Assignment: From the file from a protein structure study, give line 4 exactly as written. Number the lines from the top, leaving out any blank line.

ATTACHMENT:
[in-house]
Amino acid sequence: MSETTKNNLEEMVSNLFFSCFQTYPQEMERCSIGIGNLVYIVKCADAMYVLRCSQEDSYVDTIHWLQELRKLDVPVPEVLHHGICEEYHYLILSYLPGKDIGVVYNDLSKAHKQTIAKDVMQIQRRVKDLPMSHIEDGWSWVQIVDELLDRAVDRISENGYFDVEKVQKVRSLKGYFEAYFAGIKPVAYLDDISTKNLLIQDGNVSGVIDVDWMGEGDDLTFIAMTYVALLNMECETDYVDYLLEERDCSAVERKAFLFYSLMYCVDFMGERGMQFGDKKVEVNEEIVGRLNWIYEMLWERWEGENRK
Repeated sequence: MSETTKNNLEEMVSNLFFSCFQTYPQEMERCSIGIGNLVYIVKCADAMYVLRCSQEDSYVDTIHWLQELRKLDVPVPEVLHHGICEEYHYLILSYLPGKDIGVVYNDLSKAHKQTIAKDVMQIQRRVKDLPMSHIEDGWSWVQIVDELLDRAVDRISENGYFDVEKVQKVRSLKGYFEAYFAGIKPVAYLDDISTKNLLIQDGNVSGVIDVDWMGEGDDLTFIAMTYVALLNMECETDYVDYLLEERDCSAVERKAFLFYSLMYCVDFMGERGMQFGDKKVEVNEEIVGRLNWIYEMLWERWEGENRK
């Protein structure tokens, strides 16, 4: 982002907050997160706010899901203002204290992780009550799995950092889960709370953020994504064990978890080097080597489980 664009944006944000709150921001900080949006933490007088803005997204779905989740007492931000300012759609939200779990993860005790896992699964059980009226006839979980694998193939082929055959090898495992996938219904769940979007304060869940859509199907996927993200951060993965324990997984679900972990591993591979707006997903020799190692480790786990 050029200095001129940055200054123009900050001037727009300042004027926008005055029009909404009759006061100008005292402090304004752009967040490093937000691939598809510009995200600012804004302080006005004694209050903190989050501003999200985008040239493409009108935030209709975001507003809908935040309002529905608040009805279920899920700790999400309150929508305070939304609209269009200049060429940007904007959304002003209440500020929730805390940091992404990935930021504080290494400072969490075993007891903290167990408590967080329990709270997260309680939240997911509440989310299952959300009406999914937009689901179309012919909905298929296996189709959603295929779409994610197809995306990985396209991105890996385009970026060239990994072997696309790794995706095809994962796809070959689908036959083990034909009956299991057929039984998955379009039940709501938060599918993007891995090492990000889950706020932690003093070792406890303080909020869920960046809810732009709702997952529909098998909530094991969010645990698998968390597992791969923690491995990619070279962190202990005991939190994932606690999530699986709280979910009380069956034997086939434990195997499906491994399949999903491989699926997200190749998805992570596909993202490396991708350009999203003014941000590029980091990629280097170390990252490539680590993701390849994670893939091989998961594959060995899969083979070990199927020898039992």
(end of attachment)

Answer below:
């Protein structure tokens, strides 16, 4: 982002907050997160706010899901203002204290992780009550799995950092889960709370953020994504064990978890080097080597489980 664009944006944000709150921001900080949006933490007088803005997204779905989740007492931000300012759609939200779990993860005790896992699964059980009226006839979980694998193939082929055959090898495992996938219904769940979007304060869940859509199907996927993200951060993965324990997984679900972990591993591979707006997903020799190692480790786990 050029200095001129940055200054123009900050001037727009300042004027926008005055029009909404009759006061100008005292402090304004752009967040490093937000691939598809510009995200600012804004302080006005004694209050903190989050501003999200985008040239493409009108935030209709975001507003809908935040309002529905608040009805279920899920700790999400309150929508305070939304609209269009200049060429940007904007959304002003209440500020929730805390940091992404990935930021504080290494400072969490075993007891903290167990408590967080329990709270997260309680939240997911509440989310299952959300009406999914937009689901179309012919909905298929296996189709959603295929779409994610197809995306990985396209991105890996385009970026060239990994072997696309790794995706095809994962796809070959689908036959083990034909009956299991057929039984998955379009039940709501938060599918993007891995090492990000889950706020932690003093070792406890303080909020869920960046809810732009709702997952529909098998909530094991969010645990698998968390597992791969923690491995990619070279962190202990005991939190994932606690999530699986709280979910009380069956034997086939434990195997499906491994399949999903491989699926997200190749998805992570596909993202490396991708350009999203003014941000590029980091990629280097170390990252490539680590993701390849994670893939091989998961594959060995899969083979070990199927020898039992």